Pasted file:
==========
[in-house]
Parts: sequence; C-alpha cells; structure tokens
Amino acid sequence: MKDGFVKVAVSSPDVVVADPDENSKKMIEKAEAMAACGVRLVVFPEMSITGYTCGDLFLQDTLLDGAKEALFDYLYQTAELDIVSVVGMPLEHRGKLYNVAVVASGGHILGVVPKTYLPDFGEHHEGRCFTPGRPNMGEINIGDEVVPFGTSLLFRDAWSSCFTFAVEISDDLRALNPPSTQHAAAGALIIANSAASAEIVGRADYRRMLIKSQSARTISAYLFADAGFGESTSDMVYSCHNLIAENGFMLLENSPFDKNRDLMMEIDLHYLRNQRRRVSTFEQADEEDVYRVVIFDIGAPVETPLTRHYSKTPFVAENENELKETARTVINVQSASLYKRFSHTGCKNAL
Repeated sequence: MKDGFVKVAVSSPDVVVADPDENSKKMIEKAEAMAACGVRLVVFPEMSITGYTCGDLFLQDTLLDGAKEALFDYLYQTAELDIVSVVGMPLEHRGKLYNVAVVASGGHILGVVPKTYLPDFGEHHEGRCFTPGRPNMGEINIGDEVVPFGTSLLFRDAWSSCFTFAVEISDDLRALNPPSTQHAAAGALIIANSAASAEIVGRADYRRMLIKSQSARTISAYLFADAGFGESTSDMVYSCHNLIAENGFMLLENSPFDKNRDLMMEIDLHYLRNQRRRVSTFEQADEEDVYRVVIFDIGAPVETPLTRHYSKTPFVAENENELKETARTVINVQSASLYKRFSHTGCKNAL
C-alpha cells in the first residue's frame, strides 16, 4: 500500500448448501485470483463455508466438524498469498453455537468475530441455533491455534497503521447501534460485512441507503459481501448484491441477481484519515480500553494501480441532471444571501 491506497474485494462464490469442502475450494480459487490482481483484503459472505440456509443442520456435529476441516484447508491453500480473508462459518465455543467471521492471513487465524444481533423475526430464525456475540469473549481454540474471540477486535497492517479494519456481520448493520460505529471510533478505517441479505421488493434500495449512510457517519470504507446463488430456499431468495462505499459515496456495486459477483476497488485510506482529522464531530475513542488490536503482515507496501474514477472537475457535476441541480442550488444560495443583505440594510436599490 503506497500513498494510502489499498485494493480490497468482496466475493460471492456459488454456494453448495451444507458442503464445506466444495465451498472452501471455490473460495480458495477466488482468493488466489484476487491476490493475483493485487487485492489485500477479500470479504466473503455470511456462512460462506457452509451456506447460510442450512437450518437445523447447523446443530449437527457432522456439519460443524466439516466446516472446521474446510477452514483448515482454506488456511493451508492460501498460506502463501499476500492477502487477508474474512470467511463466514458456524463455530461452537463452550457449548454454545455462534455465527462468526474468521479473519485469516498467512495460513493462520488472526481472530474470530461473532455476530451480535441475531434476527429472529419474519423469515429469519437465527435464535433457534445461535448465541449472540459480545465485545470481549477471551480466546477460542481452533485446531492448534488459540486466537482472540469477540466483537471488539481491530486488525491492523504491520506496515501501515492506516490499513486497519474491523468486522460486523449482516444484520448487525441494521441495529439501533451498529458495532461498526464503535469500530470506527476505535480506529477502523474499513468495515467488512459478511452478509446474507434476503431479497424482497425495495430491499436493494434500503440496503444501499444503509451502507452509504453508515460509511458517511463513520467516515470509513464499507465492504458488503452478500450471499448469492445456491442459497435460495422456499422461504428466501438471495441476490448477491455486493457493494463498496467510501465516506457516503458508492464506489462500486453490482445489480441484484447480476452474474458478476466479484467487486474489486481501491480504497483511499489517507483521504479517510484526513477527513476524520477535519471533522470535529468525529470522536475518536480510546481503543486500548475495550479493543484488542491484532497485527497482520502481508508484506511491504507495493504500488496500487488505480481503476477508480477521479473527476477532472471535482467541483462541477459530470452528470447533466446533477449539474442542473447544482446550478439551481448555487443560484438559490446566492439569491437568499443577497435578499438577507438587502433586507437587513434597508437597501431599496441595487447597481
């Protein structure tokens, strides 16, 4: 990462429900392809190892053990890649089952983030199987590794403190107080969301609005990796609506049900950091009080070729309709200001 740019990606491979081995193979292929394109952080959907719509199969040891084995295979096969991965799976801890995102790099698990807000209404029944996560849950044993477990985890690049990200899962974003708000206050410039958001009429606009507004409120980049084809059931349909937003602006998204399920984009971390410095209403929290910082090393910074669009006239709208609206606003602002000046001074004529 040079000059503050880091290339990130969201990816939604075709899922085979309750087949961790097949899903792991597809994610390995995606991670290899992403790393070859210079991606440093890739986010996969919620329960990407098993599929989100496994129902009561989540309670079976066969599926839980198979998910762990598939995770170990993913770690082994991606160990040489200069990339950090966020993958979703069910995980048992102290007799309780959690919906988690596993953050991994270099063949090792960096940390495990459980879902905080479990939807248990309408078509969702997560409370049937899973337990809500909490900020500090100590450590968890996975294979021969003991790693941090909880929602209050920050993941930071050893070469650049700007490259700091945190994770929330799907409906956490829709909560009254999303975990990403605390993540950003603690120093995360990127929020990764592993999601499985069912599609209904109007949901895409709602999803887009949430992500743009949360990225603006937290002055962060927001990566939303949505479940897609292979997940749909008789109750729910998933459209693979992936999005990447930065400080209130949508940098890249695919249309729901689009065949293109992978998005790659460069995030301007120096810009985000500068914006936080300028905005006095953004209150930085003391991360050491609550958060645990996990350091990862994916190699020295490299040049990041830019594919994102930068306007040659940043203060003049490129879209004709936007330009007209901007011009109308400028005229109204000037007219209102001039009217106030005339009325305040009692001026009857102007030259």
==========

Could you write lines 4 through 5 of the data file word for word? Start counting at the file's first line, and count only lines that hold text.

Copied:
Repeated sequence: MKDGFVKVAVSSPDVVVADPDENSKKMIEKAEAMAACGVRLVVFPEMSITGYTCGDLFLQDTLLDGAKEALFDYLYQTAELDIVSVVGMPLEHRGKLYNVAVVASGGHILGVVPKTYLPDFGEHHEGRCFTPGRPNMGEINIGDEVVPFGTSLLFRDAWSSCFTFAVEISDDLRALNPPSTQHAAAGALIIANSAASAEIVGRADYRRMLIKSQSARTISAYLFADAGFGESTSDMVYSCHNLIAENGFMLLENSPFDKNRDLMMEIDLHYLRNQRRRVSTFEQADEEDVYRVVIFDIGAPVETPLTRHYSKTPFVAENENELKETARTVINVQSASLYKRFSHTGCKNAL
C-alpha cells in the first residue's frame, strides 16, 4: 500500500448448501485470483463455508466438524498469498453455537468475530441455533491455534497503521447501534460485512441507503459481501448484491441477481484519515480500553494501480441532471444571501 491506497474485494462464490469442502475450494480459487490482481483484503459472505440456509443442520456435529476441516484447508491453500480473508462459518465455543467471521492471513487465524444481533423475526430464525456475540469473549481454540474471540477486535497492517479494519456481520448493520460505529471510533478505517441479505421488493434500495449512510457517519470504507446463488430456499431468495462505499459515496456495486459477483476497488485510506482529522464531530475513542488490536503482515507496501474514477472537475457535476441541480442550488444560495443583505440594510436599490 503506497500513498494510502489499498485494493480490497468482496466475493460471492456459488454456494453448495451444507458442503464445506466444495465451498472452501471455490473460495480458495477466488482468493488466489484476487491476490493475483493485487487485492489485500477479500470479504466473503455470511456462512460462506457452509451456506447460510442450512437450518437445523447447523446443530449437527457432522456439519460443524466439516466446516472446521474446510477452514483448515482454506488456511493451508492460501498460506502463501499476500492477502487477508474474512470467511463466514458456524463455530461452537463452550457449548454454545455462534455465527462468526474468521479473519485469516498467512495460513493462520488472526481472530474470530461473532455476530451480535441475531434476527429472529419474519423469515429469519437465527435464535433457534445461535448465541449472540459480545465485545470481549477471551480466546477460542481452533485446531492448534488459540486466537482472540469477540466483537471488539481491530486488525491492523504491520506496515501501515492506516490499513486497519474491523468486522460486523449482516444484520448487525441494521441495529439501533451498529458495532461498526464503535469500530470506527476505535480506529477502523474499513468495515467488512459478511452478509446474507434476503431479497424482497425495495430491499436493494434500503440496503444501499444503509451502507452509504453508515460509511458517511463513520467516515470509513464499507465492504458488503452478500450471499448469492445456491442459497435460495422456499422461504428466501438471495441476490448477491455486493457493494463498496467510501465516506457516503458508492464506489462500486453490482445489480441484484447480476452474474458478476466479484467487486474489486481501491480504497483511499489517507483521504479517510484526513477527513476524520477535519471533522470535529468525529470522536475518536480510546481503543486500548475495550479493543484488542491484532497485527497482520502481508508484506511491504507495493504500488496500487488505480481503476477508480477521479473527476477532472471535482467541483462541477459530470452528470447533466446533477449539474442542473447544482446550478439551481448555487443560484438559490446566492439569491437568499443577497435578499438577507438587502433586507437587513434597508437597501431599496441595487447597481